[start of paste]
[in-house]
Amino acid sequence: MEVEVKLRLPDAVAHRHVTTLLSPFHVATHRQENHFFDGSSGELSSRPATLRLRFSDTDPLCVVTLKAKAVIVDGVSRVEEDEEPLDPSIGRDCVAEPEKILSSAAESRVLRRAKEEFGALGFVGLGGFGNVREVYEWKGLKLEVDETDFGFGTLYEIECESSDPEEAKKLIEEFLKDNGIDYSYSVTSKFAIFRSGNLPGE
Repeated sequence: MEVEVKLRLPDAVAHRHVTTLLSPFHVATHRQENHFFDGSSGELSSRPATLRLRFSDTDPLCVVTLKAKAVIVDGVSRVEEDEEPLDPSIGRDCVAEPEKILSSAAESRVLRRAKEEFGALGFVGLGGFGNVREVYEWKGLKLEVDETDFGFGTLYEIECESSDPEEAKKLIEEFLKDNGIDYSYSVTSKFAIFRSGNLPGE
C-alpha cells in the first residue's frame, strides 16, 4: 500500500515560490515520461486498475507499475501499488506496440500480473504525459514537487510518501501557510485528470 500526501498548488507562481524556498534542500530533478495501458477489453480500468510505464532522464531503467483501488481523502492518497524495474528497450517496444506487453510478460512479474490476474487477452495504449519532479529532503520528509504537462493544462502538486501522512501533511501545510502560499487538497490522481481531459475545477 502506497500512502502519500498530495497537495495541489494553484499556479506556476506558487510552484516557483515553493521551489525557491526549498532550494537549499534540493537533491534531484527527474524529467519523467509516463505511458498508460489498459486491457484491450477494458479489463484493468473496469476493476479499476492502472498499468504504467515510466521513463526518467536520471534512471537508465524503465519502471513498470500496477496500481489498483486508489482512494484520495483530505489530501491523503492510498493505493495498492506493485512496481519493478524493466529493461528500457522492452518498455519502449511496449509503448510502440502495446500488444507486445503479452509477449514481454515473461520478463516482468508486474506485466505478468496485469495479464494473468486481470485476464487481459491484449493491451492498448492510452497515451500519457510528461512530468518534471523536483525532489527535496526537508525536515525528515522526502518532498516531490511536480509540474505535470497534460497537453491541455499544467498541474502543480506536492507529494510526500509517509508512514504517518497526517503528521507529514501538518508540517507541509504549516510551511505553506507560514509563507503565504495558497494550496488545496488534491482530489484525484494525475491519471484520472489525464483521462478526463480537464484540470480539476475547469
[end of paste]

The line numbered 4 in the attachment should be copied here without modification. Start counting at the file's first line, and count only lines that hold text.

C-alpha cells in the first residue's frame, strides 16, 4: 500500500515560490515520461486498475507499475501499488506496440500480473504525459514537487510518501501557510485528470 500526501498548488507562481524556498534542500530533478495501458477489453480500468510505464532522464531503467483501488481523502492518497524495474528497450517496444506487453510478460512479474490476474487477452495504449519532479529532503520528509504537462493544462502538486501522512501533511501545510502560499487538497490522481481531459475545477 502506497500512502502519500498530495497537495495541489494553484499556479506556476506558487510552484516557483515553493521551489525557491526549498532550494537549499534540493537533491534531484527527474524529467519523467509516463505511458498508460489498459486491457484491450477494458479489463484493468473496469476493476479499476492502472498499468504504467515510466521513463526518467536520471534512471537508465524503465519502471513498470500496477496500481489498483486508489482512494484520495483530505489530501491523503492510498493505493495498492506493485512496481519493478524493466529493461528500457522492452518498455519502449511496449509503448510502440502495446500488444507486445503479452509477449514481454515473461520478463516482468508486474506485466505478468496485469495479464494473468486481470485476464487481459491484449493491451492498448492510452497515451500519457510528461512530468518534471523536483525532489527535496526537508525536515525528515522526502518532498516531490511536480509540474505535470497534460497537453491541455499544467498541474502543480506536492507529494510526500509517509508512514504517518497526517503528521507529514501538518508540517507541509504549516510551511505553506507560514509563507503565504495558497494550496488545496488534491482530489484525484494525475491519471484520472489525464483521462478526463480537464484540470480539476475547469